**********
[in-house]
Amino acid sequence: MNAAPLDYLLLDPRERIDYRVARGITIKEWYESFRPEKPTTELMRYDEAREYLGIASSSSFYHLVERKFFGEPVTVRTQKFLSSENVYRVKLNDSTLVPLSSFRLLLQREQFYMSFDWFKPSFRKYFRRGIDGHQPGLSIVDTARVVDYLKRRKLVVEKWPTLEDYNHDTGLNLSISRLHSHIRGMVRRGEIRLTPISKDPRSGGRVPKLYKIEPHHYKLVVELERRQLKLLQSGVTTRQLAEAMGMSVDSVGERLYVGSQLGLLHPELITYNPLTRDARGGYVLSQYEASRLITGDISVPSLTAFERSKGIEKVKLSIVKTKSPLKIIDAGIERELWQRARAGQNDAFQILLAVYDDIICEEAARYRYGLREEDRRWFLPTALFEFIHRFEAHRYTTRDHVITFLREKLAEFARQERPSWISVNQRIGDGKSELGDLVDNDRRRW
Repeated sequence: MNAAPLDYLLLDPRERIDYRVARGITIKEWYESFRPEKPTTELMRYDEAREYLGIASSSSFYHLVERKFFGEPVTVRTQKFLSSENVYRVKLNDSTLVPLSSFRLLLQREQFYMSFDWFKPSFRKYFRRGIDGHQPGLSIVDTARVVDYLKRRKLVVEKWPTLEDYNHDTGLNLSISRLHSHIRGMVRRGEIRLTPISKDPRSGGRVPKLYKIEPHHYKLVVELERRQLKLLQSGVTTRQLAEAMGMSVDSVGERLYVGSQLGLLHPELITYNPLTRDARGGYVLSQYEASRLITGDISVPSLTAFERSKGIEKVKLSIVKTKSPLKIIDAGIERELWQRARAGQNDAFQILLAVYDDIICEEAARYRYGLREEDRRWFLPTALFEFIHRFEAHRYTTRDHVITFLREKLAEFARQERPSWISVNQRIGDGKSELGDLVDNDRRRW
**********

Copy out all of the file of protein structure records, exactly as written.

[in-house]
Amino acid sequence: MNAAPLDYLLLDPRERIDYRVARGITIKEWYESFRPEKPTTELMRYDEAREYLGIASSSSFYHLVERKFFGEPVTVRTQKFLSSENVYRVKLNDSTLVPLSSFRLLLQREQFYMSFDWFKPSFRKYFRRGIDGHQPGLSIVDTARVVDYLKRRKLVVEKWPTLEDYNHDTGLNLSISRLHSHIRGMVRRGEIRLTPISKDPRSGGRVPKLYKIEPHHYKLVVELERRQLKLLQSGVTTRQLAEAMGMSVDSVGERLYVGSQLGLLHPELITYNPLTRDARGGYVLSQYEASRLITGDISVPSLTAFERSKGIEKVKLSIVKTKSPLKIIDAGIERELWQRARAGQNDAFQILLAVYDDIICEEAARYRYGLREEDRRWFLPTALFEFIHRFEAHRYTTRDHVITFLREKLAEFARQERPSWISVNQRIGDGKSELGDLVDNDRRRW
Repeated sequence: MNAAPLDYLLLDPRERIDYRVARGITIKEWYESFRPEKPTTELMRYDEAREYLGIASSSSFYHLVERKFFGEPVTVRTQKFLSSENVYRVKLNDSTLVPLSSFRLLLQREQFYMSFDWFKPSFRKYFRRGIDGHQPGLSIVDTARVVDYLKRRKLVVEKWPTLEDYNHDTGLNLSISRLHSHIRGMVRRGEIRLTPISKDPRSGGRVPKLYKIEPHHYKLVVELERRQLKLLQSGVTTRQLAEAMGMSVDSVGERLYVGSQLGLLHPELITYNPLTRDARGGYVLSQYEASRLITGDISVPSLTAFERSKGIEKVKLSIVKTKSPLKIIDAGIERELWQRARAGQNDAFQILLAVYDDIICEEAARYRYGLREEDRRWFLPTALFEFIHRFEAHRYTTRDHVITFLREKLAEFARQERPSWISVNQRIGDGKSELGDLVDNDRRRW